When San Francisco man Ryan Block called Comcast to cancel his internet service, he likely expected to get transferred to "customer retention," aka the purgatory level in which an employee tries to make you an offer you can't refuse. What he didn't expect was a nearly 20 minute call in which the Comcast staffer demanded again and again, with increasing aggression, to know why on earth Block and his wife, Veronica Belmont, would want to leave the company.
Block, a former editor at tech site Engadget, said on twitter that "I am seriously prepared for people to tell me I’m being overly sensitive " when he posted the below audio recording of his interaction with the Comcast rep, who repeatedly refused to disconnect Block and Belmont's service until he explained why they were leaving the telecom giant for Astound, a Bay Area-based TV/internet/phone company.
According to Block, the recording of the call with Comcast "picks up roughly 10 minutes into the call, whereby [Belmont] and I have already played along and given a myriad of reasons and explanations as to why we are canceling."
"The representative (name redacted) continued aggressively repeating his questions, despite the answers given, to the point where my wife became so visibly upset she handed me the phone," Block writes.
"Overhearing the conversation, I knew this would not be very fun."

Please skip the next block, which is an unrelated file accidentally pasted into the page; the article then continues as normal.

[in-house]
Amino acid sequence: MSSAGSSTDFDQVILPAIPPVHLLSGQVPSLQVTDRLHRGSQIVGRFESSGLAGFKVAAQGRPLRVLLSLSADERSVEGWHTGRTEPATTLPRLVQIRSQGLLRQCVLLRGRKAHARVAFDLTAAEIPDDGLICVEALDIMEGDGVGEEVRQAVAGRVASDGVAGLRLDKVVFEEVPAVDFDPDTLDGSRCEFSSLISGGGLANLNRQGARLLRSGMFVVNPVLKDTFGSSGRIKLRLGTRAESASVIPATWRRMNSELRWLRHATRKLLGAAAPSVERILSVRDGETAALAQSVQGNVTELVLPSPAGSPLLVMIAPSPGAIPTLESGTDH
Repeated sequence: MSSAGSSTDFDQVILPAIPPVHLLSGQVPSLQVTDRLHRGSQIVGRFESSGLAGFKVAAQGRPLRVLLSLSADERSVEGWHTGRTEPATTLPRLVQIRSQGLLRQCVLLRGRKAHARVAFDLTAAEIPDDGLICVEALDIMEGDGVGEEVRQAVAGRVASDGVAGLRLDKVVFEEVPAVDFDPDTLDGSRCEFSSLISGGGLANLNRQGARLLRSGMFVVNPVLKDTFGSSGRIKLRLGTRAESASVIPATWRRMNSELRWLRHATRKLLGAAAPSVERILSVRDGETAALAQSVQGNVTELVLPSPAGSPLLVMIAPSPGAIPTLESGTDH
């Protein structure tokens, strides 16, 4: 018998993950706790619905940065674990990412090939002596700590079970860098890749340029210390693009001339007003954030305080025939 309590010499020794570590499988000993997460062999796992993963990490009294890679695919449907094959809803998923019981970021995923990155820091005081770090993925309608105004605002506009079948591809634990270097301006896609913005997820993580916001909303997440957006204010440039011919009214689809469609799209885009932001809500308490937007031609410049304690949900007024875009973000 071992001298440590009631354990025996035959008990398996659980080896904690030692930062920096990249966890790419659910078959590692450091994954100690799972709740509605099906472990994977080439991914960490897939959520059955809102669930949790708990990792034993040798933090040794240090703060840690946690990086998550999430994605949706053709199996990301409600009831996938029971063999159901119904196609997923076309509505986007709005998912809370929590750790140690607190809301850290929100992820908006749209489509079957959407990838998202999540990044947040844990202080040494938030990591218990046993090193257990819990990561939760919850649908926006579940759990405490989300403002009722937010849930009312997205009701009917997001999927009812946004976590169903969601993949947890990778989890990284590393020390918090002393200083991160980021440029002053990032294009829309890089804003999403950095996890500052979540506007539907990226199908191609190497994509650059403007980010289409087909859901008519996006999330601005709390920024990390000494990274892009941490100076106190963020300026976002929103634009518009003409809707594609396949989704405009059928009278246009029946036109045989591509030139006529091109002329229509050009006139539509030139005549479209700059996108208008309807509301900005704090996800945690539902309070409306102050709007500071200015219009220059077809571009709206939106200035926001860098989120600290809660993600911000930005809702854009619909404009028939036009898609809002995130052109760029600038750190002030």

How not fun was it? Here's an example:
Comcast: I’m just trying to figure out here what it is about Comcast service that you’re not liking.
Block: This phone call is an amazing representative example of why I don’t want to stay with Comcast. So, can you please cancel our service?
Comcast: I’m trying to help you. You’re not letting me help you by declining answers, by doing all this.
Block: You can help me by disconnecting our service.
Comcast: How is that helping you?
Block: Because that’s what I want.
Here's the whole conversation:
According to Block, Comcast did eventually manage to disconnect the service.
While Comcast failed to respond to SFist's request for comment at publication time, Vice reporter Sam Gustin says that Comcast tells him that "This isn't how our customer service representatives are trained to operate," an assertion at which many Comcast customers might have a pretty loud laugh.